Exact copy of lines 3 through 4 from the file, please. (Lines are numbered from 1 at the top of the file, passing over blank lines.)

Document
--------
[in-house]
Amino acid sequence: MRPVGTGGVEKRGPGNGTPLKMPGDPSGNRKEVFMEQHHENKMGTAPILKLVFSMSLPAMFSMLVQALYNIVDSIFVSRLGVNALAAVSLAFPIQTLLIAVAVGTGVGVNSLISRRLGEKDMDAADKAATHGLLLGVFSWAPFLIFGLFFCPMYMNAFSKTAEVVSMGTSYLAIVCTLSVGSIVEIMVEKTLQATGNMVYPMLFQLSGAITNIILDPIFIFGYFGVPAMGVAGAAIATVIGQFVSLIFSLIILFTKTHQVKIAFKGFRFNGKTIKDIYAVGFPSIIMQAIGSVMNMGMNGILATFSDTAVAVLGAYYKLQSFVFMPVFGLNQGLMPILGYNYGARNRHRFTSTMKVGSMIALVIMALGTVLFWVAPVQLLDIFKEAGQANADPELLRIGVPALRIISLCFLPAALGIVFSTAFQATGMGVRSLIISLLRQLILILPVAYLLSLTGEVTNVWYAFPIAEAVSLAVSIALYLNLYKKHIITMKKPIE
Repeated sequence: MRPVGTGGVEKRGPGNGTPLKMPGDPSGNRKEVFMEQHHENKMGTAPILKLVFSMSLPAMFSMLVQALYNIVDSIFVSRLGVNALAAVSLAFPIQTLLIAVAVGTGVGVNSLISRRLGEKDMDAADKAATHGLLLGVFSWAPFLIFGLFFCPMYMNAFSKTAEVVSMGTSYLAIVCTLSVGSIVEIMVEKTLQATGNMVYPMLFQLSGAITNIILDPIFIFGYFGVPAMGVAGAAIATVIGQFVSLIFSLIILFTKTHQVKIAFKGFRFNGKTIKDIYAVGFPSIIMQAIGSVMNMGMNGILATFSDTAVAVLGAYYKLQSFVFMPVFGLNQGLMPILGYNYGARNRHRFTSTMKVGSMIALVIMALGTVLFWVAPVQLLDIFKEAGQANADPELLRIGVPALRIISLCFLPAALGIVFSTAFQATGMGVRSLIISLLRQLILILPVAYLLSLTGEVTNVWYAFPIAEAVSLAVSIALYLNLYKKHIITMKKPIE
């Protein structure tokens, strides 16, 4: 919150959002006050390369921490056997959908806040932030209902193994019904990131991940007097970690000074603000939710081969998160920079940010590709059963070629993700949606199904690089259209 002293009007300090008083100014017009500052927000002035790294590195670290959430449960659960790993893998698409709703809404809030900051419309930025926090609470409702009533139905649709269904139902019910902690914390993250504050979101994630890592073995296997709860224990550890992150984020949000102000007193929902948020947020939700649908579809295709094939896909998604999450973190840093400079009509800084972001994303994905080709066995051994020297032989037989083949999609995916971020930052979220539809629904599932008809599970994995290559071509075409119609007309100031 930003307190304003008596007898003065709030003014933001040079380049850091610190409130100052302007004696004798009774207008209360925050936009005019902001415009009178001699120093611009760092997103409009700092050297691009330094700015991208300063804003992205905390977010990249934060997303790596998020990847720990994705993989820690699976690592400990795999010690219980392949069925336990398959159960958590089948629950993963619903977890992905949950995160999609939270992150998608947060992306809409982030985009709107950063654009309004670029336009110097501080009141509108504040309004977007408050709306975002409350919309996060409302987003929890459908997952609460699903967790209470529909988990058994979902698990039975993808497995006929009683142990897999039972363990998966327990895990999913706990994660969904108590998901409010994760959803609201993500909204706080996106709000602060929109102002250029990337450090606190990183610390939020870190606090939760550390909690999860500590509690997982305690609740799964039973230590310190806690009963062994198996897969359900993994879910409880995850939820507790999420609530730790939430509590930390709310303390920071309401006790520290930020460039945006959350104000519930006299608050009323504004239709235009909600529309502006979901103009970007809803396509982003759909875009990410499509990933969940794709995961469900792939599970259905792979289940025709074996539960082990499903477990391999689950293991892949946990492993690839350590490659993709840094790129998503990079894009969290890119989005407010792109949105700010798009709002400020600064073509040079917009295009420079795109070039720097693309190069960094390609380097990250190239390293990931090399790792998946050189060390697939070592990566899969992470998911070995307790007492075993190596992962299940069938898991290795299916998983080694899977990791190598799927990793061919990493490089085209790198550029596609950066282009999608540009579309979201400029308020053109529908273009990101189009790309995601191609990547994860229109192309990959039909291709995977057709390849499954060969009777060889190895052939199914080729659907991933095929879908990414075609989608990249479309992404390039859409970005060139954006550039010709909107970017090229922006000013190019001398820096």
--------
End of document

Repeated sequence: MRPVGTGGVEKRGPGNGTPLKMPGDPSGNRKEVFMEQHHENKMGTAPILKLVFSMSLPAMFSMLVQALYNIVDSIFVSRLGVNALAAVSLAFPIQTLLIAVAVGTGVGVNSLISRRLGEKDMDAADKAATHGLLLGVFSWAPFLIFGLFFCPMYMNAFSKTAEVVSMGTSYLAIVCTLSVGSIVEIMVEKTLQATGNMVYPMLFQLSGAITNIILDPIFIFGYFGVPAMGVAGAAIATVIGQFVSLIFSLIILFTKTHQVKIAFKGFRFNGKTIKDIYAVGFPSIIMQAIGSVMNMGMNGILATFSDTAVAVLGAYYKLQSFVFMPVFGLNQGLMPILGYNYGARNRHRFTSTMKVGSMIALVIMALGTVLFWVAPVQLLDIFKEAGQANADPELLRIGVPALRIISLCFLPAALGIVFSTAFQATGMGVRSLIISLLRQLILILPVAYLLSLTGEVTNVWYAFPIAEAVSLAVSIALYLNLYKKHIITMKKPIE
């Protein structure tokens, strides 16, 4: 919150959002006050390369921490056997959908806040932030209902193994019904990131991940007097970690000074603000939710081969998160920079940010590709059963070629993700949606199904690089259209 002293009007300090008083100014017009500052927000002035790294590195670290959430449960659960790993893998698409709703809404809030900051419309930025926090609470409702009533139905649709269904139902019910902690914390993250504050979101994630890592073995296997709860224990550890992150984020949000102000007193929902948020947020939700649908579809295709094939896909998604999450973190840093400079009509800084972001994303994905080709066995051994020297032989037989083949999609995916971020930052979220539809629904599932008809599970994995290559071509075409119609007309100031 930003307190304003008596007898003065709030003014933001040079380049850091610190409130100052302007004696004798009774207008209360925050936009005019902001415009009178001699120093611009760092997103409009700092050297691009330094700015991208300063804003992205905390977010990249934060997303790596998020990847720990994705993989820690699976690592400990795999010690219980392949069925336990398959159960958590089948629950993963619903977890992905949950995160999609939270992150998608947060992306809409982030985009709107950063654009309004670029336009110097501080009141509108504040309004977007408050709306975002409350919309996060409302987003929890459908997952609460699903967790209470529909988990058994979902698990039975993808497995006929009683142990897999039972363990998966327990895990999913706990994660969904108590998901409010994760959803609201993500909204706080996106709000602060929109102002250029990337450090606190990183610390939020870190606090939760550390909690999860500590509690997982305690609740799964039973230590310190806690009963062994198996897969359900993994879910409880995850939820507790999420609530730790939430509590930390709310303390920071309401006790520290930020460039945006959350104000519930006299608050009323504004239709235009909600529309502006979901103009970007809803396509982003759909875009990410499509990933969940794709995961469900792939599970259905792979289940025709074996539960082990499903477990391999689950293991892949946990492993690839350590490659993709840094790129998503990079894009969290890119989005407010792109949105700010798009709002400020600064073509040079917009295009420079795109070039720097693309190069960094390609380097990250190239390293990931090399790792998946050189060390697939070592990566899969992470998911070995307790007492075993190596992962299940069938898991290795299916998983080694899977990791190598799927990793061919990493490089085209790198550029596609950066282009999608540009579309979201400029308020053109529908273009990101189009790309995601191609990547994860229109192309990959039909291709995977057709390849499954060969009777060889190895052939199914080729659907991933095929879908990414075609989608990249479309992404390039859409970005060139954006550039010709909107970017090229922006000013190019001398820096």